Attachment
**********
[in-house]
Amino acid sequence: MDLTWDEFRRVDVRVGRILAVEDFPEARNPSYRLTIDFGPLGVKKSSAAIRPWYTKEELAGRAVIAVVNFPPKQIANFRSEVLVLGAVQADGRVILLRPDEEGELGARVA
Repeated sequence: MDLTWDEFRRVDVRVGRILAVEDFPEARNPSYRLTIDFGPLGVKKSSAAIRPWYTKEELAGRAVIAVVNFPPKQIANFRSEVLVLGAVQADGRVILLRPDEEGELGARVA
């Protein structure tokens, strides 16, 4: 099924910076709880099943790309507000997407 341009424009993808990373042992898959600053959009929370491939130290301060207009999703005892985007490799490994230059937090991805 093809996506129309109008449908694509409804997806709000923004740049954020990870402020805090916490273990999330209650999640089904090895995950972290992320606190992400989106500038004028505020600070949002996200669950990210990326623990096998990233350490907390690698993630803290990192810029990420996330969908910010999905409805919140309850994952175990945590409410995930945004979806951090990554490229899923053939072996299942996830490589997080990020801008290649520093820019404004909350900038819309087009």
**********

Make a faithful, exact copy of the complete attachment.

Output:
[in-house]
Amino acid sequence: MDLTWDEFRRVDVRVGRILAVEDFPEARNPSYRLTIDFGPLGVKKSSAAIRPWYTKEELAGRAVIAVVNFPPKQIANFRSEVLVLGAVQADGRVILLRPDEEGELGARVA
Repeated sequence: MDLTWDEFRRVDVRVGRILAVEDFPEARNPSYRLTIDFGPLGVKKSSAAIRPWYTKEELAGRAVIAVVNFPPKQIANFRSEVLVLGAVQADGRVILLRPDEEGELGARVA
């Protein structure tokens, strides 16, 4: 099924910076709880099943790309507000997407 341009424009993808990373042992898959600053959009929370491939130290301060207009999703005892985007490799490994230059937090991805 093809996506129309109008449908694509409804997806709000923004740049954020990870402020805090916490273990999330209650999640089904090895995950972290992320606190992400989106500038004028505020600070949002996200669950990210990326623990096998990233350490907390690698993630803290990192810029990420996330969908910010999905409805919140309850994952175990945590409410995930945004979806951090990554490229899923053939072996299942996830490589997080990020801008290649520093820019404004909350900038819309087009």